indoor large swimming pool at bunbury hotel koombana bay bunbury

Bunbury Accommodation

Bunbury has many accommodation options, including hotels, motels, beachfront accommodation, caravan parks, self-contained apartments, and private rentals.

See the best Bunbury hotels & accommodation

How to get to Bunbury from Perth

Car Hire – To compare rental car company prices, I use Discover Cars, an award-winning car rental comparison website. They offer competitive pricing in over 10,000 locations worldwide and are have a high rate of customer satisfaction.

Tip: The earlier car rentals are booked, the cheaper it is with more choice of vehicles.

International and domestic visitors will fly into Perth Airport.

You can get from Perth to Bunbury by train, bus or car.

Perth to Bunbury by car

The quickest way to get to Bunbury from Perth is by car, which will take about an hour and 50 minutes. You can make it part of a South West Road Trip from Perth to Albany.

Perth to Bunbury by train

Trains run twice daily between Perth Station and Bunbury Station, taking two and a half hours. Tickets on the Australind train are around A$34.20 one way.

Perth to Bunbury by bus

TransWA runs coach services between East Perth and Bunbury, taking between two and a half and three hours, depending on the route.

South West Coach Lines runs daily services from Perth to Bunbury, taking about three hours. Tickets cost approximately A$58 one way.

a bay with a jetty going out into the ocean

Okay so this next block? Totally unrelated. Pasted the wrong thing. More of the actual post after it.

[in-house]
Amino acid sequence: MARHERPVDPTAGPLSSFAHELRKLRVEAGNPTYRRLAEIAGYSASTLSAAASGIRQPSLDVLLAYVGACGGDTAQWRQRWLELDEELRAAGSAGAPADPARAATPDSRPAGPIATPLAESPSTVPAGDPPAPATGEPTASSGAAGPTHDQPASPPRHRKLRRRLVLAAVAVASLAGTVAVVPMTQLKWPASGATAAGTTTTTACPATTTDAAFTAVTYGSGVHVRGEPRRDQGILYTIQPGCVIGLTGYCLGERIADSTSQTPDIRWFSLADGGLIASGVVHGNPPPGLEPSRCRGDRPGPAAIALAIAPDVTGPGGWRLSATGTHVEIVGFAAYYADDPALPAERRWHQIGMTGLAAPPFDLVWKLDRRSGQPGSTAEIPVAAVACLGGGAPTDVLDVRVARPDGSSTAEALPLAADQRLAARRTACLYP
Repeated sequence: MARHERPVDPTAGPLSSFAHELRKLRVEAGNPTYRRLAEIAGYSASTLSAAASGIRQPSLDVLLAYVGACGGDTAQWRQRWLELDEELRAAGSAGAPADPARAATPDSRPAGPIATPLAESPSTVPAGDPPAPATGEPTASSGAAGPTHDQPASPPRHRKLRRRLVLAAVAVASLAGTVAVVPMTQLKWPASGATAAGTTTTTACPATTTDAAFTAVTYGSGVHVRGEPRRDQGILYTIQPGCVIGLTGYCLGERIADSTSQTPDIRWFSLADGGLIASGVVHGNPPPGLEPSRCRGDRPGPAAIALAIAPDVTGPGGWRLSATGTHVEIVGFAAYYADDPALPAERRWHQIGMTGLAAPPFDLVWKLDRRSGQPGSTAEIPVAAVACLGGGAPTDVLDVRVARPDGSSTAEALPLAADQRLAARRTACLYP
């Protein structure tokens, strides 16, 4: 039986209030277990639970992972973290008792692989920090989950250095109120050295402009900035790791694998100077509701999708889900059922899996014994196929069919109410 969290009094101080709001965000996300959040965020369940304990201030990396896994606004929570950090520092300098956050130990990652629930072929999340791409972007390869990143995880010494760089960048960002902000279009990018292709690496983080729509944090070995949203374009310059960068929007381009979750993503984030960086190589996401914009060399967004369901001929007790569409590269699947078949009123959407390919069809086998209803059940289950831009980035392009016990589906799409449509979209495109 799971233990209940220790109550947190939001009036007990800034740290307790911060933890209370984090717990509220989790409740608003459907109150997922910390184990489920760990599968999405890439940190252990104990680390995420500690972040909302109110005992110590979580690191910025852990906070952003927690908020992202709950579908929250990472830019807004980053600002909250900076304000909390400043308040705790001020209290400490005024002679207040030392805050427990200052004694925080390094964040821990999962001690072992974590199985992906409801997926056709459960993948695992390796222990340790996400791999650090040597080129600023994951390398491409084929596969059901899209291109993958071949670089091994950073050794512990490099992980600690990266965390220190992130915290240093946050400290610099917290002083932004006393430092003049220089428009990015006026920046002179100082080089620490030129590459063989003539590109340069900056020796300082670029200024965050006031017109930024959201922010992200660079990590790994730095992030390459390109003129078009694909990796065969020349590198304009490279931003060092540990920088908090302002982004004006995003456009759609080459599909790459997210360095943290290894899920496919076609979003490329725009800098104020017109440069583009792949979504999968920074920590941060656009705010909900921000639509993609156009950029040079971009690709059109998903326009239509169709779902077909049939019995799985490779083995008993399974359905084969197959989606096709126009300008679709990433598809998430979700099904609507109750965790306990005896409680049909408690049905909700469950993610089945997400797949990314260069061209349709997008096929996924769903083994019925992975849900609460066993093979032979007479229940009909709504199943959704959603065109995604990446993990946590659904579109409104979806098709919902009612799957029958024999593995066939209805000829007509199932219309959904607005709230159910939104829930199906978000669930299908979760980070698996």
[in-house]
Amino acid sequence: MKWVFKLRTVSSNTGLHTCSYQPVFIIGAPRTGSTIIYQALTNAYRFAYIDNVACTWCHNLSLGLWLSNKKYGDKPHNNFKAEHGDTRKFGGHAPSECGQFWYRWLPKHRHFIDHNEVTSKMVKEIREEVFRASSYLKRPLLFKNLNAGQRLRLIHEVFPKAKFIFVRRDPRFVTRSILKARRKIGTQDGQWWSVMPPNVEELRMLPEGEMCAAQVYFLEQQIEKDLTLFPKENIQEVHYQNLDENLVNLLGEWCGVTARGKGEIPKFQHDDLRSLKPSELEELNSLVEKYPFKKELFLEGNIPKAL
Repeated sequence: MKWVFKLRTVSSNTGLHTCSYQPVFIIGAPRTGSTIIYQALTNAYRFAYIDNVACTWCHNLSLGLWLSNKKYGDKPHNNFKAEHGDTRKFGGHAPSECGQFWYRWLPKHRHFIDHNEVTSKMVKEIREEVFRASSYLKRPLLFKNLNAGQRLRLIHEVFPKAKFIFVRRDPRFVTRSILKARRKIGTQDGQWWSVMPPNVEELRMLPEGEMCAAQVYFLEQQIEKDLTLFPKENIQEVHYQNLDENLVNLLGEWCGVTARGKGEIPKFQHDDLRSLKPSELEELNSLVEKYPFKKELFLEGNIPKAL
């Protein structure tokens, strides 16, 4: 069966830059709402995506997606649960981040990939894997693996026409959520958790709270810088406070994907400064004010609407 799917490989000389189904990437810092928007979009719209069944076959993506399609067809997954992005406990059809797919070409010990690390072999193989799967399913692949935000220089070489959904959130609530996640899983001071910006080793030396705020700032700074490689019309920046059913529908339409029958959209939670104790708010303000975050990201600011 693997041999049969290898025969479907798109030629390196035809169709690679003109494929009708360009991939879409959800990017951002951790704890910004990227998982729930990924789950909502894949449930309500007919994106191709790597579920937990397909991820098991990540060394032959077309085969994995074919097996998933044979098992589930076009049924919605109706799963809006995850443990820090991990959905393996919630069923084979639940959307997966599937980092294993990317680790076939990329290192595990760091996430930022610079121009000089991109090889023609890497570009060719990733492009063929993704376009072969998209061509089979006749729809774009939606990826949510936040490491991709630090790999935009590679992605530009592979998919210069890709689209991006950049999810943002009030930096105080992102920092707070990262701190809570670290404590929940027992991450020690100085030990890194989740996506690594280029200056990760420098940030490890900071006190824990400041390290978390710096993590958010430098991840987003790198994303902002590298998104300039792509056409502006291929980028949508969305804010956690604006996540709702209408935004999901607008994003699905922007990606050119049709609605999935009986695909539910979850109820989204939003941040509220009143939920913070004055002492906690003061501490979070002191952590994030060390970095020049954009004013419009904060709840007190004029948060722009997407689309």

Koombana Bay

Bunbury Weather & Forecast

February is the driest month, while July is the wettest. 

February is also the warmest month, with an average max temperature of around 30 °C and a minimum of 16°C.

The coldest month in Bunbury is July, with an average maximum of 17°C and a low of 7°C.  

The ocean is warmest in March (22.2°C) and coldest in September (17.9°C).

If you want to visit the beach or swim with the dolphins, summer is the best time to visit Bunbury. However, it can be too hot for walks. The shoulder seasons of spring and autumn can be a lovely time of year with sunny days and cooler nights.

See the Bureau of Met for an up-to-date 7-day forecast in Bunbury.

Bunbury Events

There is always something happening in Bunbury. See Bunbury Geographe Visitor Centre for a complete list of events.

Bunbury History

The Bunbury area was originally known as “Goomburrup” before the arrival of settlers.

The town was first settled in 1838 and was named in recognition of Lieutenant Henry William St Pierre Bunbury, who developed the problematic inland route from Pinjarra to Bunbury.

By 1842, Bunbury had 16 buildings and a port servicing local industries, including timber. Railway lines in 1891 and 1893 increased the port’s importance, exporting Karri and Jarrah wood to England.

Bunbury became a city in October 1979.